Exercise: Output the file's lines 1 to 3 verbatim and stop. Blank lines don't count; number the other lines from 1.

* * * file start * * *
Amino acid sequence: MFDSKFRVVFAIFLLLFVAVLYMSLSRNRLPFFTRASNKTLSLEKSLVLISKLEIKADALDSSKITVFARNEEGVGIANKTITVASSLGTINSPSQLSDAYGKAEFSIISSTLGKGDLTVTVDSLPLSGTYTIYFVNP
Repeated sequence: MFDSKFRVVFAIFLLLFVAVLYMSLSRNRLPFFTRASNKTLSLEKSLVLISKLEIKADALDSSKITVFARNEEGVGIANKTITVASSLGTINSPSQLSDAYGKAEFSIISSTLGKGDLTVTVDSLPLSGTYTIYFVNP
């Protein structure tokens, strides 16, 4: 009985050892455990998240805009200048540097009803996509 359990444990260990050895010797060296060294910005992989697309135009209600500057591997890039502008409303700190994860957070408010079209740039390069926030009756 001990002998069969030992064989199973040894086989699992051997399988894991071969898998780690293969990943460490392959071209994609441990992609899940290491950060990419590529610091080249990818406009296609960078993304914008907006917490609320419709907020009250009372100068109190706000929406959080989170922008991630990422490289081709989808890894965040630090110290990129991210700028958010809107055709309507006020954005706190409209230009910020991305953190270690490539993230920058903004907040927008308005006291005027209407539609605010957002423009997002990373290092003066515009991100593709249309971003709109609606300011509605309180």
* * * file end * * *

Amino acid sequence: MFDSKFRVVFAIFLLLFVAVLYMSLSRNRLPFFTRASNKTLSLEKSLVLISKLEIKADALDSSKITVFARNEEGVGIANKTITVASSLGTINSPSQLSDAYGKAEFSIISSTLGKGDLTVTVDSLPLSGTYTIYFVNP
Repeated sequence: MFDSKFRVVFAIFLLLFVAVLYMSLSRNRLPFFTRASNKTLSLEKSLVLISKLEIKADALDSSKITVFARNEEGVGIANKTITVASSLGTINSPSQLSDAYGKAEFSIISSTLGKGDLTVTVDSLPLSGTYTIYFVNP
């Protein structure tokens, strides 16, 4: 009985050892455990998240805009200048540097009803996509 359990444990260990050895010797060296060294910005992989697309135009209600500057591997890039502008409303700190994860957070408010079209740039390069926030009756 001990002998069969030992064989199973040894086989699992051997399988894991071969898998780690293969990943460490392959071209994609441990992609899940290491950060990419590529610091080249990818406009296609960078993304914008907006917490609320419709907020009250009372100068109190706000929406959080989170922008991630990422490289081709989808890894965040630090110290990129991210700028958010809107055709309507006020954005706190409209230009910020991305953190270690490539993230920058903004907040927008308005006291005027209407539609605010957002423009997002990373290092003066515009991100593709249309971003709109609606300011509605309180």